Redundancy Pay

MoneyHelper

You might be entitled to statutory redundancy pay if you’ve worked continuously for your employer for at least two years. If you work on a casual basis, or are an agency or temporary worker, you probably won’t qualify for redundancy pay.

Understand what makes up a statutory redundancy payment

How much you’re entitled to depends on how long you’ve been in the job, your age in each year you worked there and your current salary. 

You'll get: 

  • half a week’s pay for each full year you were under 22 
  • one week’s pay for each full year you were 22 or older, but under 41 
  • one and half week’s pay for each full year you were 41 or older

Sadly, you won't be entitled to a payout if you've been working for your employer for less than two years or your employment status means you don’t qualify for one. 

Check your employment contract or staff handbook 

Statutory redundancy pay is the legal minimum. Your employer can’t pay you less than this. But they might have to pay you more if your employment contract says so. This is called ‘contractual redundancy pay’.

This could mean a bigger lump sum or getting a payout, even if you’ve worked there for less than two years. If there’s no mention of redundancy in your contract or staff handbook, assume you’ll get the legal minimum.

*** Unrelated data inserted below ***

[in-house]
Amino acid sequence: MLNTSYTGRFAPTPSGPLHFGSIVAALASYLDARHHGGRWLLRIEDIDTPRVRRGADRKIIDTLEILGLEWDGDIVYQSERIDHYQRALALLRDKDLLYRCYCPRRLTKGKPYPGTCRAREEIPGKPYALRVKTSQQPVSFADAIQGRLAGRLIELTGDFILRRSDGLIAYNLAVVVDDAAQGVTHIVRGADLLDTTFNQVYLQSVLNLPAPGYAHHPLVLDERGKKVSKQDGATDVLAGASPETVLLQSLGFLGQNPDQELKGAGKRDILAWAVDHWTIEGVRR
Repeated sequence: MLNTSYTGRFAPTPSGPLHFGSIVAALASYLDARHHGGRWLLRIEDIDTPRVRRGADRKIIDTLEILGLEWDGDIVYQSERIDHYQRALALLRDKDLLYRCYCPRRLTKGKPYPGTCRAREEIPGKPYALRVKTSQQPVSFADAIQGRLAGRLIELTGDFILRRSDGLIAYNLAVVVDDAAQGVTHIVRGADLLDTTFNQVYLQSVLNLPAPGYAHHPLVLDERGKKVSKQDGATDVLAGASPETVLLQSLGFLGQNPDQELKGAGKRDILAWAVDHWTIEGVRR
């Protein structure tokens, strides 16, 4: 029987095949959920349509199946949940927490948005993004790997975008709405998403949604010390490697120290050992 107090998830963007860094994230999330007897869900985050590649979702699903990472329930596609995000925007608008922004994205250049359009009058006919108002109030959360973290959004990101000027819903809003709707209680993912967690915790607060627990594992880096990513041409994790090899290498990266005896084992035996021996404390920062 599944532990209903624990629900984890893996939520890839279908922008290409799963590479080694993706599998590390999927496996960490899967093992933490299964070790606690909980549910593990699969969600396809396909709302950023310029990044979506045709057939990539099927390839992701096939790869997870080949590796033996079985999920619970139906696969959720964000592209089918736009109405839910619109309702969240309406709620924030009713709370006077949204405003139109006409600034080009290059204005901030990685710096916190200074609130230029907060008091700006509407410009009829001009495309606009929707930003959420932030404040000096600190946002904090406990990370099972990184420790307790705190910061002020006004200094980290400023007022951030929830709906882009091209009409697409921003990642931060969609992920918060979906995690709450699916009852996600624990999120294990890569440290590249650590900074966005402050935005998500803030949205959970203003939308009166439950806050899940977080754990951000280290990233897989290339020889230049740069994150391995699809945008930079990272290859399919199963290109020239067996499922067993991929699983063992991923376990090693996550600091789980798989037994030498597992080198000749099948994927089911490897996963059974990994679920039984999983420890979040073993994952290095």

Work out your redundancy pay using our calculator

You might receive other lump sum payments in your final pay packet when you’re made redundant. If you’re owed these under your contract of employment (rather than as compensation for losing your job), they will be taxed in the same way as your normal pay.

Payments might include any of the following:

  • wages owing and bonus payments 
  • pay in lieu of notice
  • holiday pay owing.

Use our redundancy pay calculator to find out how much you could get.

Check if you’ll have to pay tax on your redundancy pay

You don’t pay tax on any redundancy pay up to £30,000. If you receive more than £30,000, you’ll have to pay tax at your highest rate on the amount over £30,000.

If you receive any non-cash benefits as part of your redundancy package, like a company car or computer, this will be worked out as a cash value and added to your redundancy pay for tax purposes.

You'll have to pay tax on any pay you get in lieu of notice (PILON). You're responsible for making sure you've paid the right amount of tax.

If your employer can't pay you

If your employer has gone out of business or tell you they can't afford to pay you, the government’s Redundancy Payments Service will pay you the statutory amount instead.

The insolvency firm dealing with your employer should give you a form RP1 to make a claim.

It's important to make sure you claim any benefits you're entitled to because when the Insolvency Service works out your payment they will deduct any Jobseeker's Allowance or Universal Credit that you're eligible for, regardless of whether or not you're claiming these benefits.

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